30. San Francisco. With quarterback Jimmy Garoppolo behind center, these 49ers are 1-0, meaning the former Patriots QB is now 3-0 in his career as a starter and Garoppolo is one of 13 quarterbacks who have a career winning percentage all-time of 1.000. He is only one of two to have a career mark of 3-0 as a starter, the other of course being Easy Ed Rubbert, who started and won three games for the 1987 Redskins.
31. New York Giants. Last week the Giants benched Eli Manning. This week they fired their head coach and GM. Heck, by Christmas, here's betting the Giants are going to trade rosters with the Browns. (A move that Jimmy Haslam will veto at the 11th hour unless he can get Greg Schiano to coach them. Good times.)
32. Cleveland. The Bizarro Patriots. Side note: Did you see that Josh Gordon had four catches for 85 yards in his first NFL game since 2014? Gordon has missed more than the last two seasons because of suspensions for failed drug tests, and in when it's all said and done, we're going to wonder what that kid could have been.
In the last 24 hours two of the more celebrated awards of my lifetime got some attention.
The Heisman finalists were announced.
Baker Mayfield (the winner) will be joined by Louisville quarterback Lamar Jackson, who won the bronze statue last year, and Stanford running back Bryce Love.
It's a tribute to all three, but Mayfield will be arguably one of the biggest landslide winners in history. Side note: The two most lopsided votes in Heisman history were Reggie Bush winning in 2005 before having to give it back for NCAA violations and Troy Smith in 2006. So there's that. (And how the Heisman bigwigs made Bush give his Heisman back for getting momma a house and did not vacated O.J.'s Heisman remains one of the great contradictions.)
The other, while not as prestigious across the board, the Sports Illustrated sportsman of the year has always been an award we have tried to guess and paid attention to since we were tots. (Man, Thursday when the SI hit the mailbox was a great day as a kid.)
The winners were Houston sports stars J.J. Watt and Jose Altuve.
Yes, each had strikingly different years on the field: Watt, one of the best football players of his era, has been lost for the year to injury and has as many sacks as Fat Vader does this season; Altuve was the AL MVP for the world champion Astros.
But each made a great impact on their sports hometown after the hurricanes ravaged Houston. Watt started a social media fundraiser with a goal to get to $250,000. He raised more than $37 million.
Altuve also participated in those relief efforts, and for those of us who knew Dan Summerlin, here's how Altuve gave everyone on "Team Dan" 1,000 smiles before Game 7 against the Dodgers.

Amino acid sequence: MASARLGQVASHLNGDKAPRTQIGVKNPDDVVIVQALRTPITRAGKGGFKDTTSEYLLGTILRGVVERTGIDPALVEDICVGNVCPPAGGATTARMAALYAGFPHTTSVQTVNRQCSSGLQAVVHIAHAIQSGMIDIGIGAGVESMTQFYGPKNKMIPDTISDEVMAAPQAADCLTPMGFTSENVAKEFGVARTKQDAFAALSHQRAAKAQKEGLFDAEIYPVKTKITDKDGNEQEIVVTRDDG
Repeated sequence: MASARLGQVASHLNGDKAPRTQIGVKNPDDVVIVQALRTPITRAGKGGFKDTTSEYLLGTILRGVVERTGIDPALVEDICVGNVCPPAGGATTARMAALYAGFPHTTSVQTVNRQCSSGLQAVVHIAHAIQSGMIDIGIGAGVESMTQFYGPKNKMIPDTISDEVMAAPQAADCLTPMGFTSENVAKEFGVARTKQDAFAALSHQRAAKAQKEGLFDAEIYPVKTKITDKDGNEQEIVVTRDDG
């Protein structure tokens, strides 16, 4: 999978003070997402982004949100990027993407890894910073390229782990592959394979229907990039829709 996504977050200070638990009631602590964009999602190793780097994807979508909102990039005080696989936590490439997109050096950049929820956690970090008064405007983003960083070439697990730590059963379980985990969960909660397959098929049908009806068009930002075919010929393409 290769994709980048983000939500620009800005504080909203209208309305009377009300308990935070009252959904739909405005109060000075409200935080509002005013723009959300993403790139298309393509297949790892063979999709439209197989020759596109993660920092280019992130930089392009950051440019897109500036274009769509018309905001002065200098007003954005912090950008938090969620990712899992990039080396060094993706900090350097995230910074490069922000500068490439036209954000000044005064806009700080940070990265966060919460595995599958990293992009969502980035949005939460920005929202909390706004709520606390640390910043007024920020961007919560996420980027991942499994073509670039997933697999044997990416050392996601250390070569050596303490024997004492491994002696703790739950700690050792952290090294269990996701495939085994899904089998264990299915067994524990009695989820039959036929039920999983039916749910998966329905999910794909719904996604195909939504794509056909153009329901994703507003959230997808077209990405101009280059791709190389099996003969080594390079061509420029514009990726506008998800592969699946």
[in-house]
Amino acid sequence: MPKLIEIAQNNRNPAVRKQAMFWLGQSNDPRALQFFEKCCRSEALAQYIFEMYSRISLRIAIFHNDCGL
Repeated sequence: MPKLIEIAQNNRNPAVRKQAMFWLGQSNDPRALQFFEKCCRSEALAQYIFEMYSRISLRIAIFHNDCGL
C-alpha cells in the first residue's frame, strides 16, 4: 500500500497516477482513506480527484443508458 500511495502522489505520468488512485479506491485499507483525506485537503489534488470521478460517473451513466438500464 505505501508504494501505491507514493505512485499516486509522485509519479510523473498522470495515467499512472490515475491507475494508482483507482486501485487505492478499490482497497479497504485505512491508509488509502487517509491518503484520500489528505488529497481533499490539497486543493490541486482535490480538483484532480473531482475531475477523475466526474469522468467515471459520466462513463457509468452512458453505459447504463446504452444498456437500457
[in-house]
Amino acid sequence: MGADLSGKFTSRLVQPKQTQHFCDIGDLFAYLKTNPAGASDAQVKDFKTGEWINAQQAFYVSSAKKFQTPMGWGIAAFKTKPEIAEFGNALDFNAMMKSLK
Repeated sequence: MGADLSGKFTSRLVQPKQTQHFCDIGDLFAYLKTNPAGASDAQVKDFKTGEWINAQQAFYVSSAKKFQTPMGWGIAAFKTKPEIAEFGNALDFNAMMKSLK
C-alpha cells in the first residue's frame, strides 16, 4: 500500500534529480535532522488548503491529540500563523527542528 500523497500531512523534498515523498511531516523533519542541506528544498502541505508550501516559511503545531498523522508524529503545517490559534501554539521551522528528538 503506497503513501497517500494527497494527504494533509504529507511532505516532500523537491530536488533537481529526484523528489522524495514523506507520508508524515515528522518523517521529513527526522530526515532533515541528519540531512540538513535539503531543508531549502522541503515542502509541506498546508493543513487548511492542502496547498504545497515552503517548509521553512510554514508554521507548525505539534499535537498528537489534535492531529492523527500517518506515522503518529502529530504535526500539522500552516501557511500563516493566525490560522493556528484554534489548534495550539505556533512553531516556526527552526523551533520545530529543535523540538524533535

Who's up for a bowl contest?
Who wants to win stuff?
We all are, right?
Of course. Be on the look out, our Bowling for Bowls of Bowl Success (Bowler optional) will make its debut Wednesday. Before we get there, we have a couple of questions for you regulars:
If you could make a change, what would it be.
This is our longest running contest. We started in 2010 and have done it every year since. We even had DCrotty win one year and had to mail his praise pack to New England.
Here are the tidbits:
We will pick against the spread. Period end of discuss.
We have had different point tiers for the various games.
In years past we have had some years in which misses cost you those points. The last couple of years we have had just positive points.
We also have through its history picked all the bowl games. (We prefer to do it this way to give everyone who plays at least a tangental connection to the holiday games that offer a much-needed reprieve from out wonderful families.)
Speak now or forever hold your peace.
This and that
— Man, Steph Curry seriously rolled his ankle last night.
— While we are on the NBA, the Cleveland LeBrons have won 12 straight. Just saying.
— Here's the story of how Nebraska landed Scott Frost.
— Jon Gruden discussed the Tennessee job briefly on Monday Night Football last night. "Sure do," Gruden said when his cohort Sean McDonough said UT needed to find a coach. "Hopefully will be a matter of time. It's been a long while since they solved that." So there's that, and no he did not have on an orange tie.
Let's start with some True or False, shall we?
True or false Tennessee will have a head coach by the close of BID-ness Wednesday.
True or false, Baker Mayfield will get 90 percent of the Heisman vote.
True or false, Scott Frost will have Nebraska back on a national scale.
As for Dec. 5, well, Sinatra would have been 102 today. Dude was a pimp.
Blossom is 41.
In honor of Bob Barker is 93, what's the all-time Rushmore of Price is Right games. Go and enjoy the day.